New evidence shows the sugar industry suppressed scientific research that linked sugar to heart disease and bladder cancer in rats.
The Sugar Research Foundation, the group funding the studies, cut the project short and didn't publish the results. Nutritionists caution that sugar, not fat, is largely to blame for many of the problems in our modern diets.
For decades, sugar lobbyists have been taking aim at studies linking sugar and cancer.
When a study last year found that mice on sugar-heavy diets were more likely to develop breast cancer, the Sugar Association – one of the biggest sugar lobbying groups in the US – called it "sensationalised." The group insists that "no credible link between ingested sugars and cancer has been established."
But doctors and researchers claim the sugar industry may have been intentionally keeping research about that link from getting published.
A new study in the journal PLOS Biology reveals how the Sugar Association worked to suppress scientific findings on the harmful effects of table sugar on rodents nearly 50 years ago.
The report details the results of two unpublished studies, known as Project 259, which were funded by the sugar lobby in the late 1960s. Both involved research on the effects of feeding sugar to rats.
In the first study, one group of rats was fed a balanced diet of cereal, beans, fish and yeast, while the other rats were given a high-sugar diet.
The researchers found that the sugar eaters were at greater risk for strokes, heart attacks and heart disease, and had higher-than-normal levels of fat (triglycerides) in their blood.
The second study compared sugar-fed rats with starch-fed rats and found that the sugar-eating rodents were more likely to have elevated levels of an enzyme associated with bladder cancer in humans.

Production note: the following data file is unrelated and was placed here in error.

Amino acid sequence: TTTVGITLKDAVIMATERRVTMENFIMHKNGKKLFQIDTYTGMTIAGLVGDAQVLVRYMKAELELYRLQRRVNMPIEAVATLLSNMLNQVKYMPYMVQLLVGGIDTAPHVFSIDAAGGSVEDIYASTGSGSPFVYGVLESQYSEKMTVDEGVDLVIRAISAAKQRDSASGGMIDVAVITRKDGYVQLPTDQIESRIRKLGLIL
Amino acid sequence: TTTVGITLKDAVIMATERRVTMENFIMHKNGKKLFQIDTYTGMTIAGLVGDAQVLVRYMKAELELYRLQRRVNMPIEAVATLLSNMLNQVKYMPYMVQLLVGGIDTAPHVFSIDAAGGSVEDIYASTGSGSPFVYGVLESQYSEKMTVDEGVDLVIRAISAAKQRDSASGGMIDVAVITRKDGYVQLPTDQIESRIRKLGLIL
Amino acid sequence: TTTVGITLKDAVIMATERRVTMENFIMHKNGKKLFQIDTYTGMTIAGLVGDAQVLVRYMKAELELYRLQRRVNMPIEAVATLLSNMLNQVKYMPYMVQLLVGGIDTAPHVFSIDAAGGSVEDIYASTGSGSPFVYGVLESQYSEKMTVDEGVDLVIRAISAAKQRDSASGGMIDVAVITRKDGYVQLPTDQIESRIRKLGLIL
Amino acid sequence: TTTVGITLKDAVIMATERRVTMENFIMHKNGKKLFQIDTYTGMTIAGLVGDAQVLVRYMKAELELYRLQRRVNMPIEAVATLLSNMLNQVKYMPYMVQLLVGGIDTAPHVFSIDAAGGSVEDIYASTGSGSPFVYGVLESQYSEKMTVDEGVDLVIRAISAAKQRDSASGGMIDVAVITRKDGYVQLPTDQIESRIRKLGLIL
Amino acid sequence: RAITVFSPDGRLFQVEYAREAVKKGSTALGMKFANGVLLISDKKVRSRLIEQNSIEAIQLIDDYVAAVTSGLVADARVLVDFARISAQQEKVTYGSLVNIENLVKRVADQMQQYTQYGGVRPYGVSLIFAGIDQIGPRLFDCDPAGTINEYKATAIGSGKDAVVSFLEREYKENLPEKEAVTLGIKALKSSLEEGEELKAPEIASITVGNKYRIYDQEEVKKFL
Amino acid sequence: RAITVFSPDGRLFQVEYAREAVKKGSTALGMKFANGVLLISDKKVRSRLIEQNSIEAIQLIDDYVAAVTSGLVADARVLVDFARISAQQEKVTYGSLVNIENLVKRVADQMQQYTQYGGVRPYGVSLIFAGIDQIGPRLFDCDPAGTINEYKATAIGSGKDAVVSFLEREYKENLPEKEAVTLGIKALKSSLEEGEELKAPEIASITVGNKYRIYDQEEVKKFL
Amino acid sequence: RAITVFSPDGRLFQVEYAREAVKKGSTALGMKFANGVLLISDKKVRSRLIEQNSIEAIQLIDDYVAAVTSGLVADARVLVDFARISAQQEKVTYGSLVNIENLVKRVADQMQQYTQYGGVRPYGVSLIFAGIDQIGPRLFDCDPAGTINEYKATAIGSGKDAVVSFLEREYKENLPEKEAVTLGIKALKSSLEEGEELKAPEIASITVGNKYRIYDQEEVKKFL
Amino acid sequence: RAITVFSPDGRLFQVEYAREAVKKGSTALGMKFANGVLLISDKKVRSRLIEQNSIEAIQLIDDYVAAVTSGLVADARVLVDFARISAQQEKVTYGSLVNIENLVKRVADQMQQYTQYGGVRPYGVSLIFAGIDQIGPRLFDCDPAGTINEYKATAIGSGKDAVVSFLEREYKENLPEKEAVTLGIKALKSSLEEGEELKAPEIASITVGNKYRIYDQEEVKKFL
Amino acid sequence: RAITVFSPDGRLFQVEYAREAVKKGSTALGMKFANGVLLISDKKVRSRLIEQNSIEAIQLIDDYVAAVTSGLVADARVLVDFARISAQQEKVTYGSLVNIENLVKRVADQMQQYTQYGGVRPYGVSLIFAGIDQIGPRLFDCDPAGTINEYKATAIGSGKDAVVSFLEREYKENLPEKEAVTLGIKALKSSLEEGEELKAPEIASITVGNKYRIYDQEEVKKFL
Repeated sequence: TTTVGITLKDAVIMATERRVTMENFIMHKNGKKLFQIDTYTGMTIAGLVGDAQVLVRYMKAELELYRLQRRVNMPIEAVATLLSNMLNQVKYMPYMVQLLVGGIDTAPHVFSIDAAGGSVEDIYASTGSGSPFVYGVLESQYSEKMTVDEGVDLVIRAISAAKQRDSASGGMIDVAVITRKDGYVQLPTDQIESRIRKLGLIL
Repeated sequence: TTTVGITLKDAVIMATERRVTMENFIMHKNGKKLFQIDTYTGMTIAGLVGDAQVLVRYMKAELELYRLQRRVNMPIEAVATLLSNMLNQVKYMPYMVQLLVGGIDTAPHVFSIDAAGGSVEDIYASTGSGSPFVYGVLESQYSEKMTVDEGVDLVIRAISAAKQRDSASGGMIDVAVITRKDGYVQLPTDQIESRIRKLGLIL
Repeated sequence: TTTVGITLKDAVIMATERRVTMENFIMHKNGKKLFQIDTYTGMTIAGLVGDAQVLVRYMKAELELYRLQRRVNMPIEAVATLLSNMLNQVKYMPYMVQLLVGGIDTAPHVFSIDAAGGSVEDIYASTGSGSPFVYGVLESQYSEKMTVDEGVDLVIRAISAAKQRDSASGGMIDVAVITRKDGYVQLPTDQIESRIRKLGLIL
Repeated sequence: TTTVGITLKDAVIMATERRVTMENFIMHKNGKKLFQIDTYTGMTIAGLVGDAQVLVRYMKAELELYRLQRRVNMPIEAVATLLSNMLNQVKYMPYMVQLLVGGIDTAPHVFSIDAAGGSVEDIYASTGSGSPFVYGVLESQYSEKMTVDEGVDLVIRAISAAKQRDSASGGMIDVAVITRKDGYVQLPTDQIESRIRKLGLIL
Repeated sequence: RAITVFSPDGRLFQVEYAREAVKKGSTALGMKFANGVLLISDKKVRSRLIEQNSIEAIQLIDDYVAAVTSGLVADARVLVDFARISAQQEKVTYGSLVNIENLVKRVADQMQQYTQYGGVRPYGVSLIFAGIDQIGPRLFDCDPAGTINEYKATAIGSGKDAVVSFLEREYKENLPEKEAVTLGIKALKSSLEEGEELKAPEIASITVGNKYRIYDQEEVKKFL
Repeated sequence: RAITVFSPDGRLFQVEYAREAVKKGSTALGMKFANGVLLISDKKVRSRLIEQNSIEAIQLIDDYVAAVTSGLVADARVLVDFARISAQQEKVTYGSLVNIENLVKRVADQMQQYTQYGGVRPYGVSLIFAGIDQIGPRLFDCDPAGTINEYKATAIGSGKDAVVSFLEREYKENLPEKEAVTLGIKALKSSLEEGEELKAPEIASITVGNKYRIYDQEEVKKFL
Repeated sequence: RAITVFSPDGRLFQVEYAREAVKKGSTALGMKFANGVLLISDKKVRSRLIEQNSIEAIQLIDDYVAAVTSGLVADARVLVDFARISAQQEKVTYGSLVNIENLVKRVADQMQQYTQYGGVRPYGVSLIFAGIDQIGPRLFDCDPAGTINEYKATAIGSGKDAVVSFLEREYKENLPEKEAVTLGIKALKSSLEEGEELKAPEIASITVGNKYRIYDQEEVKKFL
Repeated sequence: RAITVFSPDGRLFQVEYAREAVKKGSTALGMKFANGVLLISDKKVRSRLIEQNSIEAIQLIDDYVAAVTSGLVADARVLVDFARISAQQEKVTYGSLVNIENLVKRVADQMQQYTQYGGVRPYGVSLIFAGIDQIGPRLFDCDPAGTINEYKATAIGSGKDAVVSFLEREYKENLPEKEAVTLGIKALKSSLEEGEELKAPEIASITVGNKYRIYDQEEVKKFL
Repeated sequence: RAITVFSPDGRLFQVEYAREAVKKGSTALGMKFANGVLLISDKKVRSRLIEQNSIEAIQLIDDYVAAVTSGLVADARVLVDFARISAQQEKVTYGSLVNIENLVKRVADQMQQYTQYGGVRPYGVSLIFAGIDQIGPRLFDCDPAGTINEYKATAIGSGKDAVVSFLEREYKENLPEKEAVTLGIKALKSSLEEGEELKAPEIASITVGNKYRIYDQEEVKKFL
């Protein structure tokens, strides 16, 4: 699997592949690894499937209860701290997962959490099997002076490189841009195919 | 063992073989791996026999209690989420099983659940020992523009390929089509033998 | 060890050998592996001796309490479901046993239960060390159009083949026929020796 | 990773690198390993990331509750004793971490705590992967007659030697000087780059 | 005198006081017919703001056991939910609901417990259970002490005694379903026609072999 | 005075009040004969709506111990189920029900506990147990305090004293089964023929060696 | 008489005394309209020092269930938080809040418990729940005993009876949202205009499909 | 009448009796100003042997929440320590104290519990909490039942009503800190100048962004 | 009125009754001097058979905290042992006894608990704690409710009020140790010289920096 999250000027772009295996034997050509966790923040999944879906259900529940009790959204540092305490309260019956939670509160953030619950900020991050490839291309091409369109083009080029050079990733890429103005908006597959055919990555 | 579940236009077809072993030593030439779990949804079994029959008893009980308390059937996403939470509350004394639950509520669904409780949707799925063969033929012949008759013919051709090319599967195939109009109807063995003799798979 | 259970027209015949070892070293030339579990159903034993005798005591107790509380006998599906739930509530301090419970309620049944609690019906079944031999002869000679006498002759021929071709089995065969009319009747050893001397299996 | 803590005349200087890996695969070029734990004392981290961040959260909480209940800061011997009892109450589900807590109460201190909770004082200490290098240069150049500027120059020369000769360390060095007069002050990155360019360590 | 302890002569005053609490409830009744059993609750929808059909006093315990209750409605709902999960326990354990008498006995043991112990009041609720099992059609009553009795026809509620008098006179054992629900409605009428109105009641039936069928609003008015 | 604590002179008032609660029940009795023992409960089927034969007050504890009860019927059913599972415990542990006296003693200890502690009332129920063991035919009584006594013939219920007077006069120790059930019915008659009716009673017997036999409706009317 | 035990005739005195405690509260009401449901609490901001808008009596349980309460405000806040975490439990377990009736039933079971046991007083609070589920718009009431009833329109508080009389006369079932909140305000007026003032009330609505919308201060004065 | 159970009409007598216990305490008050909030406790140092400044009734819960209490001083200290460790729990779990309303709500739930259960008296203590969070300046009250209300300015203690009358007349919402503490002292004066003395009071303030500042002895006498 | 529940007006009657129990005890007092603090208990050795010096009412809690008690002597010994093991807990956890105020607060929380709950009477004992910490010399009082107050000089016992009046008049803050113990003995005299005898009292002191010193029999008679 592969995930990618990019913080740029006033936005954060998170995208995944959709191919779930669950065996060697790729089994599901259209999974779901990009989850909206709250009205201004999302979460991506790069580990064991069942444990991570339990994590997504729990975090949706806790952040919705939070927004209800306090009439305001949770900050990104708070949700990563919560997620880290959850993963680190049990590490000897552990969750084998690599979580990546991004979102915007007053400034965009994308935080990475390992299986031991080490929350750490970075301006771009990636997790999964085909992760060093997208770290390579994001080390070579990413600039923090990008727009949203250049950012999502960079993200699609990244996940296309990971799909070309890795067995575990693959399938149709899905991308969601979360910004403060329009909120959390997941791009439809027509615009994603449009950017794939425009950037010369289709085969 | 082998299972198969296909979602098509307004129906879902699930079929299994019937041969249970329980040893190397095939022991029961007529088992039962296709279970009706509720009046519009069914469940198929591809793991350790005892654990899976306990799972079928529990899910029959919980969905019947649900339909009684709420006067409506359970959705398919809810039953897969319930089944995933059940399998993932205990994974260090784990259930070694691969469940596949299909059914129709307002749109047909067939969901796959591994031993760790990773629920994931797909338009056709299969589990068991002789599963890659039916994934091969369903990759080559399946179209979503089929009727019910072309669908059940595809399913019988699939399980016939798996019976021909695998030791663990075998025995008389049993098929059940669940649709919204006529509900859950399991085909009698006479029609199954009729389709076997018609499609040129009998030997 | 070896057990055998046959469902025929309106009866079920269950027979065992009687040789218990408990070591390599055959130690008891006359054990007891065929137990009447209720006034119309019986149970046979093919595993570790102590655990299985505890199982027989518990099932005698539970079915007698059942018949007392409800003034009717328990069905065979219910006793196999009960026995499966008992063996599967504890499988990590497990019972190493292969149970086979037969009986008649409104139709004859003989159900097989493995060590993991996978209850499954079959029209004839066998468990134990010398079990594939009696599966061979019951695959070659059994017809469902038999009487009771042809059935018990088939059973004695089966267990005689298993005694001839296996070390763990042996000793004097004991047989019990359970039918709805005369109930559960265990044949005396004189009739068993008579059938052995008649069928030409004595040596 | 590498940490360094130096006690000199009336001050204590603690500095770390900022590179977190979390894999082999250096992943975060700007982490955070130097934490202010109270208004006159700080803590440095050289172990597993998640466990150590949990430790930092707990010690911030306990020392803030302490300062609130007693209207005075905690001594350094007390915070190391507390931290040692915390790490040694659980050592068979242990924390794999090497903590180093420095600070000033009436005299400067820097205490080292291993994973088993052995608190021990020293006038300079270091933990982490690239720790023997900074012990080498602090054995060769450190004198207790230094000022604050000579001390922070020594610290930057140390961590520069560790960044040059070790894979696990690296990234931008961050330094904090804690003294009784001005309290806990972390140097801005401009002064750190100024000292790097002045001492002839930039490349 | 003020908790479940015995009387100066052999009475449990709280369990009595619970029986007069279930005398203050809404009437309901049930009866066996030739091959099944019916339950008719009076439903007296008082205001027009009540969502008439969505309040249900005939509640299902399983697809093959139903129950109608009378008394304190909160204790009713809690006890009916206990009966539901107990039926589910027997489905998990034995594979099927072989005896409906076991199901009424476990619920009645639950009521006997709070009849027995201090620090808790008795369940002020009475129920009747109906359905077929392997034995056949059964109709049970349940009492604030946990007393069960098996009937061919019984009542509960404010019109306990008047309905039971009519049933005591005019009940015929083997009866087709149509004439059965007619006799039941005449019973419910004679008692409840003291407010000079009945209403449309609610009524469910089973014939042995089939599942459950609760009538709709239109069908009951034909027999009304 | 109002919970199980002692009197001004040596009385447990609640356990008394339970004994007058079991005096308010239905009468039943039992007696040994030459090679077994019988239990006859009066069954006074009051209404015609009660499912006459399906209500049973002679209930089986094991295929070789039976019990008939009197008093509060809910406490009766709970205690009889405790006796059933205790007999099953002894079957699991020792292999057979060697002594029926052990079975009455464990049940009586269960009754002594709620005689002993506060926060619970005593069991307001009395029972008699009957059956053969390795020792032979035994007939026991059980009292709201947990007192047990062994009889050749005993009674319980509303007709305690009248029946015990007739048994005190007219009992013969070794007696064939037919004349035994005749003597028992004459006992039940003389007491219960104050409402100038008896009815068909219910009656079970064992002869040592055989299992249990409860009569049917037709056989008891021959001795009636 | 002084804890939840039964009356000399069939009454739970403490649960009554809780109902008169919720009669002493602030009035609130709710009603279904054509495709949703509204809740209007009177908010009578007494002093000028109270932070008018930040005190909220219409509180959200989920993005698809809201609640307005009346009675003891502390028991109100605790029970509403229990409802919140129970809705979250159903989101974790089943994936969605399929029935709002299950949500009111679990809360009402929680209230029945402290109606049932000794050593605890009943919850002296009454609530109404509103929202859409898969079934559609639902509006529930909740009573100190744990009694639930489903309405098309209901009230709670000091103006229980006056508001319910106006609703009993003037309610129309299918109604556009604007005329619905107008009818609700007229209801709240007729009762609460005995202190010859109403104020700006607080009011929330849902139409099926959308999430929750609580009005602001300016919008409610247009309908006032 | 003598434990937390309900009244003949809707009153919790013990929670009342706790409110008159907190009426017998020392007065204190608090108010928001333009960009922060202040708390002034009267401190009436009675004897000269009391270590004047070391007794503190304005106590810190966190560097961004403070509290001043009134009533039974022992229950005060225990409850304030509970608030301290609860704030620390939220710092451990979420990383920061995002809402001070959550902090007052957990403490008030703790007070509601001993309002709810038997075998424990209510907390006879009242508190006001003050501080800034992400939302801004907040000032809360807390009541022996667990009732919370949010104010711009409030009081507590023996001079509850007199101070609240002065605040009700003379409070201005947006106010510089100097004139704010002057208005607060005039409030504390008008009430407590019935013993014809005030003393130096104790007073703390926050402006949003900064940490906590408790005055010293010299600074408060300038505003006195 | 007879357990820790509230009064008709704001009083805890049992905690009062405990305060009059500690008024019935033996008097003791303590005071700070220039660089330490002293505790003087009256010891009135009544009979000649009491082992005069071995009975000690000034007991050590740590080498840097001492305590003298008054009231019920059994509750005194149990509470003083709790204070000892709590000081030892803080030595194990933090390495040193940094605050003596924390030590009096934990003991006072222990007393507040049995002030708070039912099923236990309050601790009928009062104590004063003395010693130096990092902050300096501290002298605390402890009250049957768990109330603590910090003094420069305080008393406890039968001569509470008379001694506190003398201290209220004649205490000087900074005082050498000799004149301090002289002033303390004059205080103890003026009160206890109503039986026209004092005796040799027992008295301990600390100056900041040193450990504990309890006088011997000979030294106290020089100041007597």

None of that rodent research saw the light of day, though. The Sugar Research Foundation cut Project 259 short and didn't publish any of the results.
"Our study contributes to a wider body of literature documenting industry manipulation of science," the researchers, who hail from the University of California San Francisco, wrote in their report.
In a statement, the Sugar Association denied that allegation, saying the new study is just "a collection of speculations and assumptions about events that happened nearly five decades ago, conducted by a group of researchers and funded by individuals and organisations that are known critics of the sugar industry."
"We reviewed our research archives and found documentation that the study in question ended for three reasons, none of which involved potential research findings: the study was significantly delayed; it was consequently over budget; and the delay overlapped with an organisational restructuring," the group said.
But this is not the first time we've learned that 'big sugar' has gotten in the way of science.
Last year, some of the same researchers found that the Sugar Research Foundation – the former name of the Sugar Association – paid off three Harvard scientists in 1967 to make sugar seem less unhealthy and suggest that fat was the problem in our diets instead.
"The kind of manipulation of research is similar to what the tobacco industry does," study co-author Stanton Glantz said in a release.
Recent research also suggests that sugar may play a role in tumour growth, but scientists don't think it makes cancer grow faster, and still aren't certain whether sugar consumption has any link to cancer formation.
After years of fuelling up on high-sugar, low fat foods, consumers are finally becoming wise to the problems with sugar that were hidden for so many years.
And the US Food and Drug Administration is, too – by 2021, all nutrition labels will have to include the per cent daily value of added sugars for the first time, while the "calories from fat" column will get scrubbed.
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